It is like listening for the difference
between mourning and morning.
Recovery comes—subtle, sudden
only after you stop asking for it.
Some monochrome dawn
your attention idling, a stone
stands and stretches, resolves
into an unassuming dove
feathers the hue of an old bruise.
But this arrival is an augury:
the months of lead have ended.
More winged things will emerge
from the furtive earth to adopt
the emptiness as their own. One
may settle this very window-ledge.
Expect her nest to be messy
as kitchen sweepings. Dusty
but unruffled she will brood
amidst this tinder, terra cotta body
blush with unwonted glow.
Eggs follow, thin-walled promises
to replenish every meadow
until the world shivers with doves:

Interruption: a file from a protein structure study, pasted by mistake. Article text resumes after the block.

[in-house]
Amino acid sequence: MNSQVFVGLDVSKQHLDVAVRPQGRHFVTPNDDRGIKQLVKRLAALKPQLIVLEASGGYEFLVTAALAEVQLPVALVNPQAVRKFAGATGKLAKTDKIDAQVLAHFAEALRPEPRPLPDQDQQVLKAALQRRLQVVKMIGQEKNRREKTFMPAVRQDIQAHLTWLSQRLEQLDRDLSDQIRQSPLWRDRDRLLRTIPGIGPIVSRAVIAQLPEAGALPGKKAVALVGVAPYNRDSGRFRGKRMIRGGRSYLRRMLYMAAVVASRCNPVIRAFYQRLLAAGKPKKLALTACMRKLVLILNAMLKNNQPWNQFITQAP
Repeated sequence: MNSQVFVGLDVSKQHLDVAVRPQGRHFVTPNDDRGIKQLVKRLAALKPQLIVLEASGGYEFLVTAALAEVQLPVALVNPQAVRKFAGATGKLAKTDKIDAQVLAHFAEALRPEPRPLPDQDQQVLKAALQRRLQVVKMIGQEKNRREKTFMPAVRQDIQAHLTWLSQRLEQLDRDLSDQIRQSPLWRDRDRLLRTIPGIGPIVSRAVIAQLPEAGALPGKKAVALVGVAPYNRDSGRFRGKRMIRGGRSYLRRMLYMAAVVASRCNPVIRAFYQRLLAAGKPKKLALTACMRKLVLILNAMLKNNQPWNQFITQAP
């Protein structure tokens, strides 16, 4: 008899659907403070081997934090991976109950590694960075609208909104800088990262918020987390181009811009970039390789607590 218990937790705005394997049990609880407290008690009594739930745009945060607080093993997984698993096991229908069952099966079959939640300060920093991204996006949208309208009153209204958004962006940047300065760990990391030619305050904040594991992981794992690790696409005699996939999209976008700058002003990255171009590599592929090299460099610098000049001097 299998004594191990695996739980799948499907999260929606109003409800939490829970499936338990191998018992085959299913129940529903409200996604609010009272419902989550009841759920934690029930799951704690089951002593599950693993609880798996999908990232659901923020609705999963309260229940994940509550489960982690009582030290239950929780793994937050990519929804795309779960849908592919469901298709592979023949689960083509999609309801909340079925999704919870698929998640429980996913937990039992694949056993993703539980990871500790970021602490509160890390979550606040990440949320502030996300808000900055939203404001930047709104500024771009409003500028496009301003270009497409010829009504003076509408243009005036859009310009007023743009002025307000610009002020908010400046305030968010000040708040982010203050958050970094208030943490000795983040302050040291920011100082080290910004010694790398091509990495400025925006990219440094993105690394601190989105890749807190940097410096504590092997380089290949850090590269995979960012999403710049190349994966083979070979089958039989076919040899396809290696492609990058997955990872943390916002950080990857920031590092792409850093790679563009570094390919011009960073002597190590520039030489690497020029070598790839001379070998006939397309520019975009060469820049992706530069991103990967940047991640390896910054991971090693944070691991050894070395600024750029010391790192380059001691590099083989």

doves scoring the sycamore
with dainty pink talons, doves
pacing the dark and reeky mulch
doves sunning atop tarpaper shingles
launching their humble brag
to the airless afternoon: Who
me? Yes, you. You, you.
John MacNeill Miller teaches about literature, animals, and the environment at Allegheny College in Meadville, PA. His creative work has appeared previously at About Place Journal, Bartleby Snopes, and Pindeldyboz. He tweets as @Snarls_Dickens.